A Quick Catch-up with Futurecop!

It’s been a while since I last caught up with British synthpop duo Futurecop! They’ve had some pretty good moments this year.

Futurecop! members Manzur Iqbal and Peter Carrol.
Futurecop! members Manzur Iqbal and Peter Carrol.

Last time around they were opening up a burger shop and issuing a remixed version of their Fairy Tales LP, the proceeds of which benefitted the War Child organization.

This time, they’re celebrating their song “Into Your Heart” from Fairy Tales landing a placement in Cameron Crow’s Showtime show Roadies and the release of their Lost Tapes compilation of lost, original and unreleased tracks from the past seven years.

Roadies marks the second time a non-80s retro project has licensed a Futurecop! cut in recent years. In 2014, the Sam Esmail film Comet —a dreamy romantic comedy starring Justin Long and Emmy Rossum — used the kinetic “Eyes Like the Ocean” from 2009’s Valerie and Friends compilation. (Esmail would later create the acclaimed TV series Mr. Robot.)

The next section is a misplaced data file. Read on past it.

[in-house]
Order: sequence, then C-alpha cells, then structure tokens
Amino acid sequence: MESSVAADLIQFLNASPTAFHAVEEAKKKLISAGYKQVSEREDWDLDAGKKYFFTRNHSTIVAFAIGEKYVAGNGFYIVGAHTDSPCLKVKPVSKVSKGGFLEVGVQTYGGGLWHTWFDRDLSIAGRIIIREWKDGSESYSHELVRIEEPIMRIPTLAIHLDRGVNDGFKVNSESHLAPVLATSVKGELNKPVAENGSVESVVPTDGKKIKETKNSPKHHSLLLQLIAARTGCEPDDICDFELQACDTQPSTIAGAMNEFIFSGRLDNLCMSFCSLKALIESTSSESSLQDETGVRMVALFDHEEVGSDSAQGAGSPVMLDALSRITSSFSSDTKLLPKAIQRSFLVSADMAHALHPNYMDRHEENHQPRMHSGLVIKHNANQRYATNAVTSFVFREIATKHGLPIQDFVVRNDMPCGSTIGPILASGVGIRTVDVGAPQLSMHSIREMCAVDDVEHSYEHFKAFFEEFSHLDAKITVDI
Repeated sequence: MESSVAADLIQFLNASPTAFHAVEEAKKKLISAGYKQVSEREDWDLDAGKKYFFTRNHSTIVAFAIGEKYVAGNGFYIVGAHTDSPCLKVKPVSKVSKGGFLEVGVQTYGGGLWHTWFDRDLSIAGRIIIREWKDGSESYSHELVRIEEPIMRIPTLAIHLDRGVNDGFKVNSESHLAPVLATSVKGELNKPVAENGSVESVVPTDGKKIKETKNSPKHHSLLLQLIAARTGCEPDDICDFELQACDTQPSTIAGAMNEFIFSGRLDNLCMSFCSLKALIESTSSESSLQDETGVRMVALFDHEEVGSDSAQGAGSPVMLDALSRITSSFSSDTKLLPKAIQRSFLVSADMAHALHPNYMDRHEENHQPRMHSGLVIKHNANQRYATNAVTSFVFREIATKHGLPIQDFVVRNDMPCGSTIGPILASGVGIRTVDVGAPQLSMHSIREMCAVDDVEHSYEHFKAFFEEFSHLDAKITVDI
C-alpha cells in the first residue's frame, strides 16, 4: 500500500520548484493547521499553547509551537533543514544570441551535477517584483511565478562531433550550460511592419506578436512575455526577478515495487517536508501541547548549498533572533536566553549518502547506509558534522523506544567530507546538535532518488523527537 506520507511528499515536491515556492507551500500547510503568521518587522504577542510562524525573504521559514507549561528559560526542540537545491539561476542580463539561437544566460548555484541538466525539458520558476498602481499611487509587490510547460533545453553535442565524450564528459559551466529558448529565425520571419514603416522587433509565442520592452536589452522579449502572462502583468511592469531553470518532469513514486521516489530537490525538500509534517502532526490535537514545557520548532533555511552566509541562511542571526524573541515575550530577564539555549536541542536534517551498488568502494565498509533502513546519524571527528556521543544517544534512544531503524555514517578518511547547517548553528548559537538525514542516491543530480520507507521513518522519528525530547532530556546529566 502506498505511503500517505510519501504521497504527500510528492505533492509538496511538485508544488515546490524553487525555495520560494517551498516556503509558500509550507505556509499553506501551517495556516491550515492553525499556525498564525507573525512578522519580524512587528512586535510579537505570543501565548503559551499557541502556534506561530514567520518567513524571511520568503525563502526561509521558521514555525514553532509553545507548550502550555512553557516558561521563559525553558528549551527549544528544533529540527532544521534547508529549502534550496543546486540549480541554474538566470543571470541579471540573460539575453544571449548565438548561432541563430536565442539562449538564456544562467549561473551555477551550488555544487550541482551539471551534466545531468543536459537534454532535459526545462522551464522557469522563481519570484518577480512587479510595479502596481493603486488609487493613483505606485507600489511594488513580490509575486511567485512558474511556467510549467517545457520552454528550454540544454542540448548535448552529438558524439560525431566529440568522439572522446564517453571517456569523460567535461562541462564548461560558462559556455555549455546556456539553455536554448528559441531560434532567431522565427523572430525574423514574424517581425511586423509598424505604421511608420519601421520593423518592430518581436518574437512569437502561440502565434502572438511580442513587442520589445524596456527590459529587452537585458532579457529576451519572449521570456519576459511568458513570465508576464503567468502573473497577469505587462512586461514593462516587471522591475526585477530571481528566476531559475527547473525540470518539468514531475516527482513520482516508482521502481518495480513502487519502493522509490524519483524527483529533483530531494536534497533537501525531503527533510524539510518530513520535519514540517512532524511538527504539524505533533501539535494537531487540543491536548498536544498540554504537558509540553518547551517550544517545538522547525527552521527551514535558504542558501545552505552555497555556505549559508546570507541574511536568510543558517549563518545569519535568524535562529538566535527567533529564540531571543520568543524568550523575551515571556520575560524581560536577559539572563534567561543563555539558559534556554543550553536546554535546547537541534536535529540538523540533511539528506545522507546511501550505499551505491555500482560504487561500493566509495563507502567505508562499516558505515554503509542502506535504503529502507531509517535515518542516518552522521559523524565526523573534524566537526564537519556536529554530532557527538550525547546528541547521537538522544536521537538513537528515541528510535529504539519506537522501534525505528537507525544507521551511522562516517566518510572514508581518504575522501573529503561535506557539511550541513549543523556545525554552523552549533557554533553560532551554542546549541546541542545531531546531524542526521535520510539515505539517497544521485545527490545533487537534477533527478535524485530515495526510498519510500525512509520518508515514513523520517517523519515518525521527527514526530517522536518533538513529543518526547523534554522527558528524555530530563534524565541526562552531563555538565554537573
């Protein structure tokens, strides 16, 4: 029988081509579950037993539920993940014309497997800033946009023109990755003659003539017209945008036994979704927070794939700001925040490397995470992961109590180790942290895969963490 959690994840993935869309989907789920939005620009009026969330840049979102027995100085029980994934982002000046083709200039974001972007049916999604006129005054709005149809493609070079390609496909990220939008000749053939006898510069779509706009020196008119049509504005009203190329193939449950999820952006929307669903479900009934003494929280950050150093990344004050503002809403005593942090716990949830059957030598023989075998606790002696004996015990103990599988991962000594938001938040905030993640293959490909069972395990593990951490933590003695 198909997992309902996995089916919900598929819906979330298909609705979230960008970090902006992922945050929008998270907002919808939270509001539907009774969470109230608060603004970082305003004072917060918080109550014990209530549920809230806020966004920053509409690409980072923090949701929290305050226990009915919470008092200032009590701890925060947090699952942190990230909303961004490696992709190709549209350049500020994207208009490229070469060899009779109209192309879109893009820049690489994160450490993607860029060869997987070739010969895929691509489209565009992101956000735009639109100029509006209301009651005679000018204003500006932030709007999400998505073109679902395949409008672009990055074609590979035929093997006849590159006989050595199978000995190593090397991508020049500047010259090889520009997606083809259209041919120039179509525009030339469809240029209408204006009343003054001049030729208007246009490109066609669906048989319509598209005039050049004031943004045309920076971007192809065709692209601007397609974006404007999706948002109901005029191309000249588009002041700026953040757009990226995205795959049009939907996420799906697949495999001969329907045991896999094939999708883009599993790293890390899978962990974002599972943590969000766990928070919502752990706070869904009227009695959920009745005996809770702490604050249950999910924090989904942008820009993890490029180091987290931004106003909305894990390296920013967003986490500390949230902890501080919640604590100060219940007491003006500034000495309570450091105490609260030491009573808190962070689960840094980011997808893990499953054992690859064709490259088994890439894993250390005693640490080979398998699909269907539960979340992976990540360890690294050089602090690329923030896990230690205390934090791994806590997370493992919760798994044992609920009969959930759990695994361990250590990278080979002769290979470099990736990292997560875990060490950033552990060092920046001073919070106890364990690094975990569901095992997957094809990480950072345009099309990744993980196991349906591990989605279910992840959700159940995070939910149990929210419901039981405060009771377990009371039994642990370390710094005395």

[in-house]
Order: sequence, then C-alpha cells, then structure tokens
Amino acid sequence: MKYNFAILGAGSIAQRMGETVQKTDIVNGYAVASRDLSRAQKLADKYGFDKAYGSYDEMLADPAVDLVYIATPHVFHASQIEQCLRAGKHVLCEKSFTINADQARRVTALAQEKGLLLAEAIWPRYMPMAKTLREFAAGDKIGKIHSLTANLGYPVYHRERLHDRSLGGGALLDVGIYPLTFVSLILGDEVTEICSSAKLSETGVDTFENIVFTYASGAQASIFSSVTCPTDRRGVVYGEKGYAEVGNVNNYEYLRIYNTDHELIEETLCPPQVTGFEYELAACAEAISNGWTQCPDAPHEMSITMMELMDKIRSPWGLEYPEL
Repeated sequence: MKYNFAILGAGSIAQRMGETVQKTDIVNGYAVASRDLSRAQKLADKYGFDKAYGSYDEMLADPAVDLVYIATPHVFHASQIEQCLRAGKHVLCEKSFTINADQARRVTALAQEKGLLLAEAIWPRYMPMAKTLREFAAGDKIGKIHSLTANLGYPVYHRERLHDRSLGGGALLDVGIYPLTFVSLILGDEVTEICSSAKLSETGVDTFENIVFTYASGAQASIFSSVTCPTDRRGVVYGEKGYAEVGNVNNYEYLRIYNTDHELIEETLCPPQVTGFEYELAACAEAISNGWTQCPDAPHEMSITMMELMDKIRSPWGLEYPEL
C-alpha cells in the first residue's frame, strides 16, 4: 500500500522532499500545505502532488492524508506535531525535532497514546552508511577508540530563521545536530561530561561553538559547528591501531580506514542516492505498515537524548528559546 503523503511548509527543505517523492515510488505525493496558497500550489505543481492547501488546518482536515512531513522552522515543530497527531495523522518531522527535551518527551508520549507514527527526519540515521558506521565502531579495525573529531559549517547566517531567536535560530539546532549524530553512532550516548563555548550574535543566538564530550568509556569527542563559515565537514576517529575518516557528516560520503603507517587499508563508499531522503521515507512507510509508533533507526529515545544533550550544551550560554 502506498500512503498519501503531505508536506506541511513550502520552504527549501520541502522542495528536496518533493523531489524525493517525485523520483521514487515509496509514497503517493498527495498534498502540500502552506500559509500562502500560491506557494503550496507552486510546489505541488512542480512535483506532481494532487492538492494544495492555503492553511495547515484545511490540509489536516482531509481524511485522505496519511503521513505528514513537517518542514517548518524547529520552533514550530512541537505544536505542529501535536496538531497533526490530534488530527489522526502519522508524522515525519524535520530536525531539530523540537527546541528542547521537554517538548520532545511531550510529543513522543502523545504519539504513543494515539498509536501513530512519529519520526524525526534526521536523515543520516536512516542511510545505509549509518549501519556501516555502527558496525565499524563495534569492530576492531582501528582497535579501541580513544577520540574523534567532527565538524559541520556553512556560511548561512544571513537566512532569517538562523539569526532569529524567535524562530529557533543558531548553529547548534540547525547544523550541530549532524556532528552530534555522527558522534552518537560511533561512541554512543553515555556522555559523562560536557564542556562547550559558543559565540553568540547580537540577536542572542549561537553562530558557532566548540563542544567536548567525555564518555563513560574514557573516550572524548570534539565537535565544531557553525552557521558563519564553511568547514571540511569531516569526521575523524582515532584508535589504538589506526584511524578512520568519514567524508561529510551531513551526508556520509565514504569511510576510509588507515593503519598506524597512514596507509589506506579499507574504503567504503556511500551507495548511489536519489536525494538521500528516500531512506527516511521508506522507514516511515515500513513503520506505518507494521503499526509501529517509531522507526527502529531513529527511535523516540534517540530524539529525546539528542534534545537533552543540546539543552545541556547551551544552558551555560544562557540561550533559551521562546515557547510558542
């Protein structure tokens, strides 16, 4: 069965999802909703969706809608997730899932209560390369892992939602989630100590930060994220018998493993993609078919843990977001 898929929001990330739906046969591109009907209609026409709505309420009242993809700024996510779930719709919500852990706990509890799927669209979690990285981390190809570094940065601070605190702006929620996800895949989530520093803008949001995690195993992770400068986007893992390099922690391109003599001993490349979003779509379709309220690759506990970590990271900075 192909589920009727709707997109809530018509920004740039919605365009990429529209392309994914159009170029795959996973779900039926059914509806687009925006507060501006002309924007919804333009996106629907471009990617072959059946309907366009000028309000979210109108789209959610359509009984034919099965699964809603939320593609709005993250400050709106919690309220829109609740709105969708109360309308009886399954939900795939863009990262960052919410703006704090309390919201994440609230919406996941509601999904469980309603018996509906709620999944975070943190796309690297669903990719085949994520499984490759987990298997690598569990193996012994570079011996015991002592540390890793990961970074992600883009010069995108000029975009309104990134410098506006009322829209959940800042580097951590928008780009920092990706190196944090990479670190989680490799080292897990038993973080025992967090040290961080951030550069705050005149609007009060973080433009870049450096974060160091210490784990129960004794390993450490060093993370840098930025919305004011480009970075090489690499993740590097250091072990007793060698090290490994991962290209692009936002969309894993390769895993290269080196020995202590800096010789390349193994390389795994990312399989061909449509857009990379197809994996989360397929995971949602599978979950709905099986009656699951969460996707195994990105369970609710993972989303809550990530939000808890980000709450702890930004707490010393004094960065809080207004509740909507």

“We think it’s another great step for synthwave — making it into film/TV,” Futurecop!’s Manzur Iqbal wrote Vehlinggo recently. “But what’s different and good here — in our humble opinion — is that the genre of synthwave is slowly moving to a wider and broader audience, as Roadies is not an 80s-based production.”

Interestingly, despite my using the coinage when describing Futurecop!, I don’t think they’ve been synthwave for a few years. Fairy Tales was a lovely modern dream pop/synthpop record with shades of the 80s and early 90s — tapping into the colorful, synth-laden whimsy of things such as cartoon theme songs, John Hughes films and Saved By The Bell.

It turns out Iqbal has his own gripes with the synthwave label.

“To be honest, though, I see Futurecop! more as a perspective on nostalgia rather than specifically 80s revival,” he said. “Our music is always changing; it’s our own personal adventure.”

“We are not trying to re-create 80s music,” he continued. “That’s in the past. We try to encapsulate a moment from a feeling we have today, on life around us. I think this uplifting feel — mixed with what today’s filmmakers require and, obviously, fans who spread the word — is what get[s] us placements.”

You can listen to The Lost Tapes below. You can catch Roadies on Showtime. I’m pretty sure Comet is still on Netflix.

(Feature Photo: A cropped version of the cover art for The Lost Tapes. Photo credit: Futurecop!)

 

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